Keywords
transport networks, network growth model, graph theory, ant collective behaviour, ant colony, network optimization
National Category
Other Natural Sciences Mathematics Other Biological Topics
Identifiers
urn:nbn:se:uu:diva-268402 (URN)10.1098/rsif.2015.0780 (DOI)000363987900009 ()
Available from: 2015-12-09 Created: 2015-12-04 Last updated: 2017-12-01Bibliographically approved
Bottinelli, A., Perna, A., Ward, A. & Sumpter, D. T. (2013). How Do Fish Use the Movement of Other Fish to Make Decisions?: From Individual Movement to Collective Decision Making. In: Thomas Gilbert, Markus Kirkilionis, Gregoire Nicolis (Ed.), Proceedings of the European Conference on Complex Systems 2012: . Paper presented at European Conference on Complex Systems 2012 (pp. 591-606). , V
Open this publication in new window or tab >>How Do Fish Use the Movement of Other Fish to Make Decisions?: From Individual Movement to Collective Decision Making
2013 (English)In: Proceedings of the European Conference on Complex Systems 2012 / [ed] Thomas Gilbert, Markus Kirkilionis, Gregoire Nicolis, 2013, Vol. V, p. 591-606Conference paper, Published paper (Other academic)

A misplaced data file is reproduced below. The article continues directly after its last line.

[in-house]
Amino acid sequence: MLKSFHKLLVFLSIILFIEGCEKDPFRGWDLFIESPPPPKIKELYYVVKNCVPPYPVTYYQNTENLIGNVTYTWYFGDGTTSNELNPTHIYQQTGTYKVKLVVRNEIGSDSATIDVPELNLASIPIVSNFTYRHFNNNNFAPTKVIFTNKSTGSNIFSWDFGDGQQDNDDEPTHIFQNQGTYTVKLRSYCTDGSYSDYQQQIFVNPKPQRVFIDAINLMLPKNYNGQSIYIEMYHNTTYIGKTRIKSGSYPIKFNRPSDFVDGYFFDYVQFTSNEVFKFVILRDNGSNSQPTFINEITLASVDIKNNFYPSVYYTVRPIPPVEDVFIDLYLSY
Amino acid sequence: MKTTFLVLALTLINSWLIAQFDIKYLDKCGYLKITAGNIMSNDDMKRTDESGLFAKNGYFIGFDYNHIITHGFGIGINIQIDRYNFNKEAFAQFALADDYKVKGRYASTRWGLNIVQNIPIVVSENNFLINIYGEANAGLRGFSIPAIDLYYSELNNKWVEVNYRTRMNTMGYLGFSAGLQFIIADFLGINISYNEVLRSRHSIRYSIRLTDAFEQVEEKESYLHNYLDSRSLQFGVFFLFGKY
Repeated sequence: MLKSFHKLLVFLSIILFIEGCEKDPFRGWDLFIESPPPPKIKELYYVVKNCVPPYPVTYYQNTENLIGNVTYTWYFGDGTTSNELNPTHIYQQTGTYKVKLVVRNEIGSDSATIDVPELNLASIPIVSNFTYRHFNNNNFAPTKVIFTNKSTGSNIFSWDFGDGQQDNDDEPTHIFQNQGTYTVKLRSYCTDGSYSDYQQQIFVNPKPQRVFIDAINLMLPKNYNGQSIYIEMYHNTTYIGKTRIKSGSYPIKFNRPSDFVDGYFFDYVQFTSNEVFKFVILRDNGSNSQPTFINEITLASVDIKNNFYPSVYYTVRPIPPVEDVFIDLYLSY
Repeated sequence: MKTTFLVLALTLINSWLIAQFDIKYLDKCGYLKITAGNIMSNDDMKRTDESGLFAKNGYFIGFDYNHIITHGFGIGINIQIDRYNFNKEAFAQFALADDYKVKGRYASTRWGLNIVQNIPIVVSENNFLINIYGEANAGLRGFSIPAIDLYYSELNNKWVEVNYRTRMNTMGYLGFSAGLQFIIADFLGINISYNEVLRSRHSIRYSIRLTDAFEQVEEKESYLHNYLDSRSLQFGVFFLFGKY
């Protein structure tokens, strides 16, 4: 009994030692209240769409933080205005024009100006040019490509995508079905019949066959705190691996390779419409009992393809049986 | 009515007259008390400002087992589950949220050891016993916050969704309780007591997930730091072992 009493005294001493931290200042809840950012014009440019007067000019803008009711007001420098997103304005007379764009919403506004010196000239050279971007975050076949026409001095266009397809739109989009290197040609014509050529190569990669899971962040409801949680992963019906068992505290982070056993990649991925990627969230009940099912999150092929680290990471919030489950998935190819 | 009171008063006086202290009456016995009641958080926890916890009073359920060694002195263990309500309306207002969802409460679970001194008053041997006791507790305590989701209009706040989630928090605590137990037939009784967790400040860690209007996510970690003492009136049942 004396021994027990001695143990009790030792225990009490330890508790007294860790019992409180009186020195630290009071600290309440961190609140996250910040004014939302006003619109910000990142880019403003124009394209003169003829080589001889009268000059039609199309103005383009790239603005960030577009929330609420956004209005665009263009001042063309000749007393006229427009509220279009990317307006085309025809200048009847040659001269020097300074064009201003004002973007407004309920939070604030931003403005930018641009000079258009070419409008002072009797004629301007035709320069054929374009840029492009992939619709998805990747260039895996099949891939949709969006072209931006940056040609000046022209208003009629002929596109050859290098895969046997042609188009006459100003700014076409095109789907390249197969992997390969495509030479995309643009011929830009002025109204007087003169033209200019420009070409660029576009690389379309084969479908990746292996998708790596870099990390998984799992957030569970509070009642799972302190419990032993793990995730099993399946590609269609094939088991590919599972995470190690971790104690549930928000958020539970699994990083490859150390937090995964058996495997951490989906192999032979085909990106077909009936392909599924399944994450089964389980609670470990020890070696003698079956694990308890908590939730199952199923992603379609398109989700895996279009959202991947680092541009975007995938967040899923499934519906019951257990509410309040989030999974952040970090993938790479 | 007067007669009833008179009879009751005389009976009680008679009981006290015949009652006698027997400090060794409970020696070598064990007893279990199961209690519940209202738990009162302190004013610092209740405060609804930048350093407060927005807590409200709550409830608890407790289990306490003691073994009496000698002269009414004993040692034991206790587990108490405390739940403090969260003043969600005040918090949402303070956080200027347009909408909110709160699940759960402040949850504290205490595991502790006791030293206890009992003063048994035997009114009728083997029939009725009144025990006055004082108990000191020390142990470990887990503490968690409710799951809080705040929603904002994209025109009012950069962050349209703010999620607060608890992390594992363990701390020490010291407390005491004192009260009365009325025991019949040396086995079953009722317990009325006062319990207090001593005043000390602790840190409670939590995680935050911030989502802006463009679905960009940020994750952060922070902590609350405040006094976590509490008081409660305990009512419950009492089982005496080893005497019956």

Series
Springer Proceedings in Complexity, ISSN 2213-8684
Keywords
Collective animal behaviour, Decision making, SPP models, Fish
National Category
Computational Mathematics
Identifiers
urn:nbn:se:uu:diva-301517 (URN)10.1007/978-3-319-00395-5_73 (DOI)9783319003948 (ISBN)9783319003955 (ISBN)
Conference
European Conference on Complex Systems 2012
Available from: 2016-08-23 Created: 2016-08-23 Last updated: 2016-10-04Bibliographically approved
Bottinelli, A., Bassetti, B., Lagomarsino, M. C. & Gherardi, M. (2012). Influence of homology and node age on the growth of protein-protein interaction networks. Physical Review E. Statistical, Nonlinear, and Soft Matter Physics, 86(4), 041919